Retailer crafts outlet for her creativity

MIDDLEBURY — Usually when Nancie Dunn attends the National Stationery Show in New York City she goes as a buyer for her Middlebury country gift store, Sweet Cecily. This year she’ll be on the other side of an exhibit booth, selling her handmade greeting cards.
Dunn started making her own cards about three years ago when her store was low on Easter cards. She took up marker and paintbrush and whipped out a small series of colorful cards to fill the racks. The first batch sold so well, she followed up with another.
“It just took off,” she said. “And they’ve gotten better and better as I’ve done more and more.”
A graduate of the Philadelphia College of Art, where she majored in children’s illustration, Dunn has always felt the pull to create her own art. Frog Hollow Craft Center was just opening when she moved to Middlebury in 1972, and she got a studio downstairs where she worked as a graphic designer.
She created the craft center’s frog logo and worked with its artists and craftspeople to design their business cards, stationery and letterhead, shifting her own illustration onto the backburner for a while. Since opening Sweet Cecily in 1987, the Main Street store has been her priority.
Until three years ago, that is, when she found the perfect creative outlet in her cards. 
“It combines my real love of words with my real love of illustration,” she said.
More importantly for Dunn, the simplicity of card-making seems to quiet her perfectionist side.
“I think that when you are a maker of anything … sometimes you hold yourself to a standard that doesn’t allow you to move forward,” she said. “I realized that I didn’t have to be Michelangelo to do greeting cards.”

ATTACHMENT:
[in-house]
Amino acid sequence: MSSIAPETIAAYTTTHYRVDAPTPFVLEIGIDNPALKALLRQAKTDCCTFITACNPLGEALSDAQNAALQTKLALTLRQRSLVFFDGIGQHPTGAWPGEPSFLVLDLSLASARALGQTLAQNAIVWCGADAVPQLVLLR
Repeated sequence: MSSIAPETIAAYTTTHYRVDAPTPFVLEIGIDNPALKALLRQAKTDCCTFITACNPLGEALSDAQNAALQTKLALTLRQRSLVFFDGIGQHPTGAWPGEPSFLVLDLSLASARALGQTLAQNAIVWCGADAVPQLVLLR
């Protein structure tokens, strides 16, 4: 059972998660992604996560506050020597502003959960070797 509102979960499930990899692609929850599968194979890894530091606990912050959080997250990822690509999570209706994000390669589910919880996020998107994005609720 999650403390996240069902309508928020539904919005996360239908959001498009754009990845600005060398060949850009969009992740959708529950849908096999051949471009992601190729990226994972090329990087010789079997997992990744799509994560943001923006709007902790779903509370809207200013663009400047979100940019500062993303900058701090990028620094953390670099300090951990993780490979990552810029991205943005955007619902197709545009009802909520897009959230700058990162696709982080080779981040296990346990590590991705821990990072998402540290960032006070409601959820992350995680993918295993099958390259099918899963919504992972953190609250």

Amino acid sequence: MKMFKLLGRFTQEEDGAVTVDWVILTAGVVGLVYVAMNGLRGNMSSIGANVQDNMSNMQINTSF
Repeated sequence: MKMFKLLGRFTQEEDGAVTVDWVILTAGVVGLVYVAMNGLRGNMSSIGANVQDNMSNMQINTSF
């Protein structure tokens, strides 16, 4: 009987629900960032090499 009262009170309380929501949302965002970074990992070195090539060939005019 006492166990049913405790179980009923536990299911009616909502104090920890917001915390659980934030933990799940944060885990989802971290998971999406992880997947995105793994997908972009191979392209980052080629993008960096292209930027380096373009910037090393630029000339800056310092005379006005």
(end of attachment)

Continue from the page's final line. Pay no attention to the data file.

The illustrations and sayings on the cards are whimsical, created with watercolors, markers and pen and ink. Many are geared toward women and a good portion are specific to Vermont, like the one that, around the picture of a cow in a pasture, says, “What happens in Vermont stays in Vermont. But not much really happens.”
On another is a picture of two ruby slippers at the end of striped stockings, dangling over a yellow-brick road. The caption reads, “Things haven’t been the same since that house fell on my sister.”
Dunn said her inspiration comes from everything around her, including quotations she reads in books and on the Internet, or sayings friends point out to her.
“I try to make cards that are not the general card that you see,” she said.
One card has a picture of a cat peeking its head out of a pile of laundry, a thong adorning its head, below the caption, “Thong on wrong.” Another has three full-bodied older ladies in brightly colored bathing suits about to jump in the water. “Friends are better than therapy,” it reads.
A card showing the bottom half of a red-shoed dancer leaping in the air reads, “You’re never too old to twirl.” This one was selected by Addison County’s WomenSafe as its ninth annual Mothers’ Day card in the Local Women Artist Series. It was unveiled at a reception at the Middlebury United Methodist Church on Tuesday. For more information on how to get one of these Mother’s Day cards visit
Currently Dunn sells her cards all over Vermont, printing them through Middlebury’s Main Street Stationery and a larger company in Winooski. She’s hoping that at the New York show at the end of May, which usually attracts about 15,000 buyers from around the world, she’ll meet someone willing to market the cards around the country.
“It’s definitely my biggest foray out into the world,” she said.
Balancing her card-making with Sweet Cecily has been difficult, but she is lucky, she said, to have employees who have been at the store a long time — the store celebrated its 20th birthday last August — so she doesn’t have to come in every day.
She also has her husband, Bruce Baker, a marketing consultant to artists and craftspeople. He has encouraged her to take the leap, constructed her booth for the New York show and also fashioned tiny, quarter-sized versions of her cards with her Web site address,, to give to interested buyers.
Dunn’s hope is that the people who receive her cards will ultimately find it difficult to throw them away.
“I hope that people get one of these cards, and because it was chosen to really speak to them, that it really touches them and they keep it,” she said.

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